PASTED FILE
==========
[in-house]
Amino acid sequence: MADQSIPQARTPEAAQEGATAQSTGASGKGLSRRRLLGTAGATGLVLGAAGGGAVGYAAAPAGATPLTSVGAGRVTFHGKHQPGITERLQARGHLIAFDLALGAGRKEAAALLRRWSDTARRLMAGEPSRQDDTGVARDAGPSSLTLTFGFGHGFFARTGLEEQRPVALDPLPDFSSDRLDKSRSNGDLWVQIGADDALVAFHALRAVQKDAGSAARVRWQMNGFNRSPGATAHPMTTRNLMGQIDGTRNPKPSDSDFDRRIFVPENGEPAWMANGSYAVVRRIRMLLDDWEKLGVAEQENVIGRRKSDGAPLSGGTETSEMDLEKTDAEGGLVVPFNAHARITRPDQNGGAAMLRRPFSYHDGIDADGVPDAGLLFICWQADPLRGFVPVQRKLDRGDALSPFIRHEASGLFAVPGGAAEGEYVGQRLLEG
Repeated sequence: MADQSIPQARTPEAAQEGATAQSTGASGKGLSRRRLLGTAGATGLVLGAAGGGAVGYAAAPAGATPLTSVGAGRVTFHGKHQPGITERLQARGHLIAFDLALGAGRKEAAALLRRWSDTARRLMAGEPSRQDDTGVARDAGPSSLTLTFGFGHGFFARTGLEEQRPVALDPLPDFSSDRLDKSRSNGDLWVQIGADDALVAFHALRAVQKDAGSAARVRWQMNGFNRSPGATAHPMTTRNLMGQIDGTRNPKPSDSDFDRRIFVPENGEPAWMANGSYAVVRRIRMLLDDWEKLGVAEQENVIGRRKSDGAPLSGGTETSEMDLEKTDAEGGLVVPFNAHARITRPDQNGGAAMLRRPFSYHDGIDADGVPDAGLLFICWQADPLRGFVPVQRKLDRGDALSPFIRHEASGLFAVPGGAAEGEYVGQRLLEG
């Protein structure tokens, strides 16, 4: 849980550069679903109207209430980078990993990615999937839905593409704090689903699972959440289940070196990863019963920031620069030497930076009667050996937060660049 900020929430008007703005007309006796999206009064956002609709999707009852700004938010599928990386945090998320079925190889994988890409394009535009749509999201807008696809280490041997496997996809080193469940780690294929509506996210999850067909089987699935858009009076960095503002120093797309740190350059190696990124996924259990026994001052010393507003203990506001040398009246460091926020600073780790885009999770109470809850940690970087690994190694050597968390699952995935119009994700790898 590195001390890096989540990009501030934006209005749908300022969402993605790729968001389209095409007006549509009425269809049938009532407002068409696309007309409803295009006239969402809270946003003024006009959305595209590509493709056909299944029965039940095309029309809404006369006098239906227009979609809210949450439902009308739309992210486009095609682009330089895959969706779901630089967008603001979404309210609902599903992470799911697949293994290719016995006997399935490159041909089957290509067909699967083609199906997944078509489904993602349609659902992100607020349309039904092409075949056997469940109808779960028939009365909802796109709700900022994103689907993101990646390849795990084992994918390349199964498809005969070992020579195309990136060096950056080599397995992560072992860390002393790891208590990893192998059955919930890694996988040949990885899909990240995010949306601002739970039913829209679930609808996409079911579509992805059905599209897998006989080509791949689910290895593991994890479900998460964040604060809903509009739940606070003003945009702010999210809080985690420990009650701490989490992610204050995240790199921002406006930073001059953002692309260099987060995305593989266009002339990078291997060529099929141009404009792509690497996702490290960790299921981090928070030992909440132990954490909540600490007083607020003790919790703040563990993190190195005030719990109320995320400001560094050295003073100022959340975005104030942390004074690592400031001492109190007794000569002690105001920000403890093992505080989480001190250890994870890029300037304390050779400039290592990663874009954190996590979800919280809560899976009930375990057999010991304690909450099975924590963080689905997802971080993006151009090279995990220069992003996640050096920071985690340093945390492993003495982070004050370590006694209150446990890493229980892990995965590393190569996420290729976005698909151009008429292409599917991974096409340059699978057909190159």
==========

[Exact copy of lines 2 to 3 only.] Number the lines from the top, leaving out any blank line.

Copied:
Amino acid sequence: MADQSIPQARTPEAAQEGATAQSTGASGKGLSRRRLLGTAGATGLVLGAAGGGAVGYAAAPAGATPLTSVGAGRVTFHGKHQPGITERLQARGHLIAFDLALGAGRKEAAALLRRWSDTARRLMAGEPSRQDDTGVARDAGPSSLTLTFGFGHGFFARTGLEEQRPVALDPLPDFSSDRLDKSRSNGDLWVQIGADDALVAFHALRAVQKDAGSAARVRWQMNGFNRSPGATAHPMTTRNLMGQIDGTRNPKPSDSDFDRRIFVPENGEPAWMANGSYAVVRRIRMLLDDWEKLGVAEQENVIGRRKSDGAPLSGGTETSEMDLEKTDAEGGLVVPFNAHARITRPDQNGGAAMLRRPFSYHDGIDADGVPDAGLLFICWQADPLRGFVPVQRKLDRGDALSPFIRHEASGLFAVPGGAAEGEYVGQRLLEG
Repeated sequence: MADQSIPQARTPEAAQEGATAQSTGASGKGLSRRRLLGTAGATGLVLGAAGGGAVGYAAAPAGATPLTSVGAGRVTFHGKHQPGITERLQARGHLIAFDLALGAGRKEAAALLRRWSDTARRLMAGEPSRQDDTGVARDAGPSSLTLTFGFGHGFFARTGLEEQRPVALDPLPDFSSDRLDKSRSNGDLWVQIGADDALVAFHALRAVQKDAGSAARVRWQMNGFNRSPGATAHPMTTRNLMGQIDGTRNPKPSDSDFDRRIFVPENGEPAWMANGSYAVVRRIRMLLDDWEKLGVAEQENVIGRRKSDGAPLSGGTETSEMDLEKTDAEGGLVVPFNAHARITRPDQNGGAAMLRRPFSYHDGIDADGVPDAGLLFICWQADPLRGFVPVQRKLDRGDALSPFIRHEASGLFAVPGGAAEGEYVGQRLLEG